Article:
Minnesota sports betting hopes may be blocked by familiar foes

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As North Carolina gears up for its online sports betting launch on March 11, Minnesota sports betting hopefuls watch from afar as legalization efforts again face a familiar roadblock.

While two Minnesota sports betting bills have been moving through the legislature, one of the primary obstacles for those pieces to reach the finish line still remains and will likely block sports betting from becoming a reality this year.

The issue is due a fundamental disagreement between the Minnesota racetracks and tribes on which side should control the new form of gaming. This standoff has been the one of the key reasons momentum around online sports betting has faltered in recent years.

Which group should control sports betting?

At the heart of the issue, the Minnesota Tribes believe they should have sports betting exclusivity in the state, as do Minnesota professional sports teams. Meanwhile, racetracks maintain they should also be allowed to hold sports betting licenses.

Two bills, SF 3803 (Minnesota Sports Betting Act 2.0) and HF 2000, both of which would legalize Minnesota in-person and online sports betting, have been inching their way to their respective chamber floors since their introduction this month. Despite their progress through a number of committees, bill authors have failed to find a compromise that will ultimately lead to an approval.

Rep. Zack Stephenson's (DFL-Coon Rapids) sports betting bill, HF 2000, carried over from last year's session and was approved by the House Human Services Committee last week. It has been moved on to the State and Local Government Finance and Policy committee.

The bill gives Minnesota tribes exclusive control over retail and online sports betting in the state. This suggestion has led to opposition from state racetracks. Representatives for Minnesota horse tracks have cited the potential damage that tribal-controlled sports betting would do to the horse racing industry in Minnesota.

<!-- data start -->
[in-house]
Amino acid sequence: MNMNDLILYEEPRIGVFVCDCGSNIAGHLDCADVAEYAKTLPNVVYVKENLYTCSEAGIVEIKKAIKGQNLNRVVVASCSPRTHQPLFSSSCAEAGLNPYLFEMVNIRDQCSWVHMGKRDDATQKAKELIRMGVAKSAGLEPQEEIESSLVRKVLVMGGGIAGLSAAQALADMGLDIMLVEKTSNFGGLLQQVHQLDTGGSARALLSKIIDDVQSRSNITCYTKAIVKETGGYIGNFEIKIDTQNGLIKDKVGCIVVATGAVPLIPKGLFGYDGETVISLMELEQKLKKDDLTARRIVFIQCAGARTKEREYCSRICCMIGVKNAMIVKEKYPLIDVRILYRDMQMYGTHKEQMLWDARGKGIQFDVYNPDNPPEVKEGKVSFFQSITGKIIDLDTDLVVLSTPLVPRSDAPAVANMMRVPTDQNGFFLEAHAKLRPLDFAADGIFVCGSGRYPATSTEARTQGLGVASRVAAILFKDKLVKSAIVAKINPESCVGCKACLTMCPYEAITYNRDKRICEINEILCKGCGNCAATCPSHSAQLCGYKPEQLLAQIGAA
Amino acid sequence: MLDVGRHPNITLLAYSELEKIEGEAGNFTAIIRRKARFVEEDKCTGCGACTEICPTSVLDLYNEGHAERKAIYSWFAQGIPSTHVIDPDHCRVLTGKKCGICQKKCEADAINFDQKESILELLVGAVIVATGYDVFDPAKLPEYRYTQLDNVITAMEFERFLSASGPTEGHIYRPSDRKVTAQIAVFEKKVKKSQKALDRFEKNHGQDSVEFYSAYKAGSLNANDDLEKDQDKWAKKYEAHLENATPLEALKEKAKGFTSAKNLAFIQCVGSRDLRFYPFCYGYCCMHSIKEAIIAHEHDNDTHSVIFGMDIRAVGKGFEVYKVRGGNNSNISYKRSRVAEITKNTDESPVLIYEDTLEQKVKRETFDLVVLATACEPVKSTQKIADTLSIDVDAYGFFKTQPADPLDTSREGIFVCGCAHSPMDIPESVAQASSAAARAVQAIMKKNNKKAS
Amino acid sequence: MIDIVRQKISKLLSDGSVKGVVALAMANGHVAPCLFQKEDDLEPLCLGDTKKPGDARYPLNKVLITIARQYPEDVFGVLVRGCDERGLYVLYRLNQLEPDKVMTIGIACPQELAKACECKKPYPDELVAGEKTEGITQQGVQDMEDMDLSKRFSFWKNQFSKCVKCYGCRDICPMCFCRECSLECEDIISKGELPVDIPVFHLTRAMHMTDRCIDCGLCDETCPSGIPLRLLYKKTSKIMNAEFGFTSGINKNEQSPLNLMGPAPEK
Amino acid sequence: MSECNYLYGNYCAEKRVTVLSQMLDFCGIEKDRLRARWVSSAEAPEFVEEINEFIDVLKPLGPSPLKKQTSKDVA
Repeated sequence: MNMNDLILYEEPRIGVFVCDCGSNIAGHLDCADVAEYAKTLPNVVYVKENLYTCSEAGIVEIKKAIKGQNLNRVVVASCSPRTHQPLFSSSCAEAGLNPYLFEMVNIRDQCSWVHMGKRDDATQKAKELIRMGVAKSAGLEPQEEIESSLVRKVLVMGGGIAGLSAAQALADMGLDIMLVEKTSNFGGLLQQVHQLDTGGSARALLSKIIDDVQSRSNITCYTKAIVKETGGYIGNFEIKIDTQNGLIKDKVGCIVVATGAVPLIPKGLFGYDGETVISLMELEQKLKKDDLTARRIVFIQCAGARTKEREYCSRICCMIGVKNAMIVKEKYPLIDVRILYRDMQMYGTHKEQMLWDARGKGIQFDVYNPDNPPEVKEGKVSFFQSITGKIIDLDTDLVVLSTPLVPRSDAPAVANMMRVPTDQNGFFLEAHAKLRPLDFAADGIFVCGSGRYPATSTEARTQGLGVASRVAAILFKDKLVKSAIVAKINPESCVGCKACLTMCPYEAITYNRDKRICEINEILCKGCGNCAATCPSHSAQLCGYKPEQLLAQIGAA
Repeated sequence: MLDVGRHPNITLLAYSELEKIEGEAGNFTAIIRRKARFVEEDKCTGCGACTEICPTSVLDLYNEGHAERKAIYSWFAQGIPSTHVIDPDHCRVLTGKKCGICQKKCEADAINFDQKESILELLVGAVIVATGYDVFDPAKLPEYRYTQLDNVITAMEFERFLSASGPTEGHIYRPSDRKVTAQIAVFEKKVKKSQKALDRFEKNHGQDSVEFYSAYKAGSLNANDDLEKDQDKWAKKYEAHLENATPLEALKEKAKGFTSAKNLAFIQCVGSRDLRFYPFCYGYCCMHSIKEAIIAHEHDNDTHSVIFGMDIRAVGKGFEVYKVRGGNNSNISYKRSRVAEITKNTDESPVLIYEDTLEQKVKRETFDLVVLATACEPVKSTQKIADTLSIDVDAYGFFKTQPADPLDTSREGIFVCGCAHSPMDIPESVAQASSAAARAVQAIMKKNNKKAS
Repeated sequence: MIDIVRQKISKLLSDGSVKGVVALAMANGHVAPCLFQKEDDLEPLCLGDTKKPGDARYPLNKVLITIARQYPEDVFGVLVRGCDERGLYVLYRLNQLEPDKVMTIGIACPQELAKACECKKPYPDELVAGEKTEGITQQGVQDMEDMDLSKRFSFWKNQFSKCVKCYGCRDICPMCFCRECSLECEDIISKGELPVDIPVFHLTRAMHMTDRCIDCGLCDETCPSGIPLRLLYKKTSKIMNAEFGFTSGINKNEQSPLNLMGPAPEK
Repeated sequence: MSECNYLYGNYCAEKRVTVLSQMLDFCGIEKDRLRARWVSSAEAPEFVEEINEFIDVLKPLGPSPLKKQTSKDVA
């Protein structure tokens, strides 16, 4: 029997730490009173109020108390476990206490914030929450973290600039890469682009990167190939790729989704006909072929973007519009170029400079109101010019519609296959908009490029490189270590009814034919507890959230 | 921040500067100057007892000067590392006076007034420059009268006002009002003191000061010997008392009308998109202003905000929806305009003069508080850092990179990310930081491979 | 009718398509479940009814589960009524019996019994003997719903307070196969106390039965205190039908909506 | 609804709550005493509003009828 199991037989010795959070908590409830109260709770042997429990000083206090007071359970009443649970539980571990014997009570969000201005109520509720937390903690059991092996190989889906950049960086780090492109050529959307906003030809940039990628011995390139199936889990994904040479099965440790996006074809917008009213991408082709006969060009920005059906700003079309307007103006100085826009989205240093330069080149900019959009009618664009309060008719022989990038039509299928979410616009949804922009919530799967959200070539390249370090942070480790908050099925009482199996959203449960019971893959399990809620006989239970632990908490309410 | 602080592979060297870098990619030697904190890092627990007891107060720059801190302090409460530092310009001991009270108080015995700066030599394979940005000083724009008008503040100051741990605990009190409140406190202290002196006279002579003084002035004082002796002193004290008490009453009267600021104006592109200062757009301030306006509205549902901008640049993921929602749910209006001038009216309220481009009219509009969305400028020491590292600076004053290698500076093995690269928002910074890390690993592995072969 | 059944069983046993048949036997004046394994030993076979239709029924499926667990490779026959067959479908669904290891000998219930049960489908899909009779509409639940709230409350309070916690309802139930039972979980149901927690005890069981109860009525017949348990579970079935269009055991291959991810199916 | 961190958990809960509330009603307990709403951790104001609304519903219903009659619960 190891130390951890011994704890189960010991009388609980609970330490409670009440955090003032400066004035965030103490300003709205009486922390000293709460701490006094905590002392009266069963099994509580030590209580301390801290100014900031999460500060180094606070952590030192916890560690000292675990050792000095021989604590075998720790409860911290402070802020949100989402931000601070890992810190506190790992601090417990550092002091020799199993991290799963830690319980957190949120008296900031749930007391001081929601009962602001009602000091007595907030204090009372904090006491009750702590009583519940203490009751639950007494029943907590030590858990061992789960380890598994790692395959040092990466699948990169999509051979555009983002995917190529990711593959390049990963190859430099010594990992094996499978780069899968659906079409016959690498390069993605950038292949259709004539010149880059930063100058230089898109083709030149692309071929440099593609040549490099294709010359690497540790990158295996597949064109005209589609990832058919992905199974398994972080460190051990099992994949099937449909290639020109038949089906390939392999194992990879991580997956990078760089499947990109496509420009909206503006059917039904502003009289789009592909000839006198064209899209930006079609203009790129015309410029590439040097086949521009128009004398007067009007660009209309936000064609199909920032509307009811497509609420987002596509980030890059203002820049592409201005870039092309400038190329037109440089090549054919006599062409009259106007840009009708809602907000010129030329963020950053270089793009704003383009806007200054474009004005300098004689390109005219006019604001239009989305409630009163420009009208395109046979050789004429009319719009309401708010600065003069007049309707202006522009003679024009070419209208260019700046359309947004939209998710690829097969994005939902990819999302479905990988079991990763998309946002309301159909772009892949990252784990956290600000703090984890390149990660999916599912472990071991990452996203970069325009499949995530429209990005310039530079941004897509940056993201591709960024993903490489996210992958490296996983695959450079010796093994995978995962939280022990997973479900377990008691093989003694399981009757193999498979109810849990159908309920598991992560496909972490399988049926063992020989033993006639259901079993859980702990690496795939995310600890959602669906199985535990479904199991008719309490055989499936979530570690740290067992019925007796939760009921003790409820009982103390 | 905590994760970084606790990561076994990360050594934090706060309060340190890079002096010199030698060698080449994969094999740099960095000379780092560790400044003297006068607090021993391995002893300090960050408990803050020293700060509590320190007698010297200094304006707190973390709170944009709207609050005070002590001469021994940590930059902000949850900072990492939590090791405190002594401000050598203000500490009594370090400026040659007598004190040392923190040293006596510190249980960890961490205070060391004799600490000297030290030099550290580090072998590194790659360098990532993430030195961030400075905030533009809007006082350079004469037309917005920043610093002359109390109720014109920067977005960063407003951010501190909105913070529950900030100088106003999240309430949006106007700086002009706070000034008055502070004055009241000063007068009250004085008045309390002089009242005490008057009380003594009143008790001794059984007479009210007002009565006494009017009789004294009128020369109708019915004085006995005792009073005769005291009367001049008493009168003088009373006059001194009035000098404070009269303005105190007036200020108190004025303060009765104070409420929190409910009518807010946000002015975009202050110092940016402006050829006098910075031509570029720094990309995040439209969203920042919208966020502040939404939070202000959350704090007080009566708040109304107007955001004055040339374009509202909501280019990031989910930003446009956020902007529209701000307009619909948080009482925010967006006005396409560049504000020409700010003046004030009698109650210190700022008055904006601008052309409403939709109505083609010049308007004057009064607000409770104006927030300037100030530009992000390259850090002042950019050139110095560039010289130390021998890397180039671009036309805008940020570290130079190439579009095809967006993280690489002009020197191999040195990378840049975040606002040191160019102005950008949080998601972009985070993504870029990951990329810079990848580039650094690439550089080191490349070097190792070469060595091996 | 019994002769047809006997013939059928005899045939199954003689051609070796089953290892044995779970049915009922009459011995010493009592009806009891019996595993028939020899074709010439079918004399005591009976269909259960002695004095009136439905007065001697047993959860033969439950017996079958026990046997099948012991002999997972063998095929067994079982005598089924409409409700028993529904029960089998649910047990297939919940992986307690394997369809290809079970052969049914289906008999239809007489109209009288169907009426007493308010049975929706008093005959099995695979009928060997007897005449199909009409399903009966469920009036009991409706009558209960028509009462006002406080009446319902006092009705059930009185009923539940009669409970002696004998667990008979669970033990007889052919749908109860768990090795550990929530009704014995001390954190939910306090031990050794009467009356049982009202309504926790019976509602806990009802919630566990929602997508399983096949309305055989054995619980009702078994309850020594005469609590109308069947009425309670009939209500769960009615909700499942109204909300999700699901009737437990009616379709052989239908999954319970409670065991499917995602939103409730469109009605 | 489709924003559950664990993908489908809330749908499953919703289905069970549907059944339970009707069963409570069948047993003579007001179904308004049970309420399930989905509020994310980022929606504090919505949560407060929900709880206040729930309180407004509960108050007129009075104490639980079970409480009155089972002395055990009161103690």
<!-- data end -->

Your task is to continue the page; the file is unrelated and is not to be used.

Stephenson's bill, which is unsurprisingly supported by Minnesota tribes, would give exclusive control of retail and online sports betting to the following 11 state tribes:

  • Bois Forte Band of Chippewa
  • Fond du Lac Band of Lake Superior Chippewa
  • Grand Portage Band of Chippewa
  • Leech Lake Band of Ojibwe
  • Lower Sioux Indian Community
  • Mille Lacs Band of Ojibwe
  • Prairie Island Indian Community
  • Red Lake Nation
  • Shakopee Mdewakanton Sioux Community
  • Upper Sioux Community
  • White Earth Nation

Minnesota professional sports franchises also support this bill.

"Were HF2000, as currently drafted, to become law, MIGA tribes believe the resulting mobile and retail markets operated by Minnesota's Tribal Nations would not only support tribes, but would also provide a well-regulated and accessible market for the state's sports bettors and a competitive market that is important to our state's professional sports teams and market partners," Andy Platto, Executive Director of the Minnesota Indian Gaming Association, wrote in a letter to the House committee.

Tracks want what they feel is fair treatment

Minnesota racetrack representatives have continued to plead for fair treatment with legalized sports betting. Track reps have long said they want to be able to offer sports betting at their own facilities and to hold their own sports betting licenses that are not beholden to tribal partnerships.

During a public sports betting hearing last year, Tracie Wilson, CFO of Running Aces, said it was "essential that the state's two race tracks be treated fairly with respect to any sports betting expansion."

"Running Aces will need to find other sources of revenue to offset the lost revenue with the current version of the sports betting bill. Sports betting will result in a significant loss of revenue for Running Aces. The tracks stand to lose revenues that are necessary to sustain the entire operations in order to support horse racing," she said.

A second bill moving through the Senate would cut racetracks into sports betting, but may not provide enough for the tracks to gain their full support.

Sen. Jeremy Miller's (R-Winona) bill, the Minnesota Sports Betting Act 2.0, was introduced on Feb. 15 and referred to the Senate State and Local Government and Veterans Committee.

The bill calls for retail and online sports betting licensing opportunities to Minnesota's 11 tribal nations, but also allows state racetracks and/or professional sports stadiums to operate retail sports betting on their premises.

The two state racetracks and professional sports stadiums cannot hold licenses of their own, but would be able to partner with a tribe to offer retail sports betting at their facilities.

Racetrack representatives have yet to fully support the bill.

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